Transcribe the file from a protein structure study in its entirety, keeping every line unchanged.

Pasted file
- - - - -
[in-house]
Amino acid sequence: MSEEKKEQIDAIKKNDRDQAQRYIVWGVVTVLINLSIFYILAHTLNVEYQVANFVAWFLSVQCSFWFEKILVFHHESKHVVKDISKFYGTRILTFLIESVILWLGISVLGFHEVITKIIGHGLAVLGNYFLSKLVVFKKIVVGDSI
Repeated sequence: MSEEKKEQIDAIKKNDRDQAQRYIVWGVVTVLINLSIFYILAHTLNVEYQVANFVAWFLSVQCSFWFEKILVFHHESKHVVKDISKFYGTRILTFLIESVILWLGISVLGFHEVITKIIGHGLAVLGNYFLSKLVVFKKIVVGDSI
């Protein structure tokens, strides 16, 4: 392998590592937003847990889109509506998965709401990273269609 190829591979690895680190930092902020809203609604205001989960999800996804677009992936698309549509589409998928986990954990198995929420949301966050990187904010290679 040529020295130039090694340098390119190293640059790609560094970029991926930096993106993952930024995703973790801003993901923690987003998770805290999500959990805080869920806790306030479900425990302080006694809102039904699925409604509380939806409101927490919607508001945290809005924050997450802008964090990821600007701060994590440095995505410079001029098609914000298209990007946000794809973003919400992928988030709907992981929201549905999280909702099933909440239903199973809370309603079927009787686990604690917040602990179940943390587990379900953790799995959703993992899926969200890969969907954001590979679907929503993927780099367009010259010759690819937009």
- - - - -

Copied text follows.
[in-house]
Amino acid sequence: MSEEKKEQIDAIKKNDRDQAQRYIVWGVVTVLINLSIFYILAHTLNVEYQVANFVAWFLSVQCSFWFEKILVFHHESKHVVKDISKFYGTRILTFLIESVILWLGISVLGFHEVITKIIGHGLAVLGNYFLSKLVVFKKIVVGDSI
Repeated sequence: MSEEKKEQIDAIKKNDRDQAQRYIVWGVVTVLINLSIFYILAHTLNVEYQVANFVAWFLSVQCSFWFEKILVFHHESKHVVKDISKFYGTRILTFLIESVILWLGISVLGFHEVITKIIGHGLAVLGNYFLSKLVVFKKIVVGDSI
């Protein structure tokens, strides 16, 4: 392998590592937003847990889109509506998965709401990273269609 190829591979690895680190930092902020809203609604205001989960999800996804677009992936698309549509589409998928986990954990198995929420949301966050990187904010290679 040529020295130039090694340098390119190293640059790609560094970029991926930096993106993952930024995703973790801003993901923690987003998770805290999500959990805080869920806790306030479900425990302080006694809102039904699925409604509380939806409101927490919607508001945290809005924050997450802008964090990821600007701060994590440095995505410079001029098609914000298209990007946000794809973003919400992928988030709907992981929201549905999280909702099933909440239903199973809370309603079927009787686990604690917040602990179940943390587990379900953790799995959703993992899926969200890969969907954001590979679907929503993927780099367009010259010759690819937009």